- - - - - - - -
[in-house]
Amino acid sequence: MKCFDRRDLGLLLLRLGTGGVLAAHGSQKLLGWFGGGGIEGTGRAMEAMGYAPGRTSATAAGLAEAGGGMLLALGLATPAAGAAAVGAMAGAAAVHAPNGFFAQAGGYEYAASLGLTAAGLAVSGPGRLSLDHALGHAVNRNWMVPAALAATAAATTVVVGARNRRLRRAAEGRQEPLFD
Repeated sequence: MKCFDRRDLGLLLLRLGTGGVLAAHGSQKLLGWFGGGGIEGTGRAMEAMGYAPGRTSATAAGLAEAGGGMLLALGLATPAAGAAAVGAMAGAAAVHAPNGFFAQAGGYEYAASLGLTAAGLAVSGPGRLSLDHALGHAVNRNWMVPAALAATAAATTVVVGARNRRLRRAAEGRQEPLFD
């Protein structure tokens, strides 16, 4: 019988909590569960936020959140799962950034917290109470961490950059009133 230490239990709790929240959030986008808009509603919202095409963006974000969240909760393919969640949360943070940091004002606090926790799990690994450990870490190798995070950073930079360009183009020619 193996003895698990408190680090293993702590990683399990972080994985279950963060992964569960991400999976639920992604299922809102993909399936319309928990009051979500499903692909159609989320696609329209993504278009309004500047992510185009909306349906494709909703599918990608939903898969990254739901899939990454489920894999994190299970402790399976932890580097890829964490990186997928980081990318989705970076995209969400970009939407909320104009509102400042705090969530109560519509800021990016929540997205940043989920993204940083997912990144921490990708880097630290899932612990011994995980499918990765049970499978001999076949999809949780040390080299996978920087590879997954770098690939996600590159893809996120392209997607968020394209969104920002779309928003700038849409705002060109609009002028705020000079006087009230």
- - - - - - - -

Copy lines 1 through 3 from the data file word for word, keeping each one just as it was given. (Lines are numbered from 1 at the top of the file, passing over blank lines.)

[in-house]
Amino acid sequence: MKCFDRRDLGLLLLRLGTGGVLAAHGSQKLLGWFGGGGIEGTGRAMEAMGYAPGRTSATAAGLAEAGGGMLLALGLATPAAGAAAVGAMAGAAAVHAPNGFFAQAGGYEYAASLGLTAAGLAVSGPGRLSLDHALGHAVNRNWMVPAALAATAAATTVVVGARNRRLRRAAEGRQEPLFD
Repeated sequence: MKCFDRRDLGLLLLRLGTGGVLAAHGSQKLLGWFGGGGIEGTGRAMEAMGYAPGRTSATAAGLAEAGGGMLLALGLATPAAGAAAVGAMAGAAAVHAPNGFFAQAGGYEYAASLGLTAAGLAVSGPGRLSLDHALGHAVNRNWMVPAALAATAAATTVVVGARNRRLRRAAEGRQEPLFD